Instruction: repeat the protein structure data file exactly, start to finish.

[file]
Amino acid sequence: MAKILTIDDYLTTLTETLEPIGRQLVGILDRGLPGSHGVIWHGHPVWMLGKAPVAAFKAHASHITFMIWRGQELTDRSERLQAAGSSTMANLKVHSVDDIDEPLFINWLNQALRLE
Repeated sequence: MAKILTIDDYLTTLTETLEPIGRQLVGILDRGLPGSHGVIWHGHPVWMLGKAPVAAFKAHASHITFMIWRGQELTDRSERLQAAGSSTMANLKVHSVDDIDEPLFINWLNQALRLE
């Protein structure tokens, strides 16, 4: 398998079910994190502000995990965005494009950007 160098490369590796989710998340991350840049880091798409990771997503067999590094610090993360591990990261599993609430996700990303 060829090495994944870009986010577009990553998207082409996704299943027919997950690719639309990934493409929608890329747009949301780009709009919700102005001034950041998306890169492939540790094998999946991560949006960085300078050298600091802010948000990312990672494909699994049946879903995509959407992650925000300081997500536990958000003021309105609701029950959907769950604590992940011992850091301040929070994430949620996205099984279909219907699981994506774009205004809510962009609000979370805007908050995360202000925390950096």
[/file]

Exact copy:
Amino acid sequence: MAKILTIDDYLTTLTETLEPIGRQLVGILDRGLPGSHGVIWHGHPVWMLGKAPVAAFKAHASHITFMIWRGQELTDRSERLQAAGSSTMANLKVHSVDDIDEPLFINWLNQALRLE
Repeated sequence: MAKILTIDDYLTTLTETLEPIGRQLVGILDRGLPGSHGVIWHGHPVWMLGKAPVAAFKAHASHITFMIWRGQELTDRSERLQAAGSSTMANLKVHSVDDIDEPLFINWLNQALRLE
């Protein structure tokens, strides 16, 4: 398998079910994190502000995990965005494009950007 160098490369590796989710998340991350840049880091798409990771997503067999590094610090993360591990990261599993609430996700990303 060829090495994944870009986010577009990553998207082409996704299943027919997950690719639309990934493409929608890329747009949301780009709009919700102005001034950041998306890169492939540790094998999946991560949006960085300078050298600091802010948000990312990672494909699994049946879903995509959407992650925000300081997500536990958000003021309105609701029950959907769950604590992940011992850091301040929070994430949620996205099984279909219907699981994506774009205004809510962009609000979370805007908050995360202000925390950096």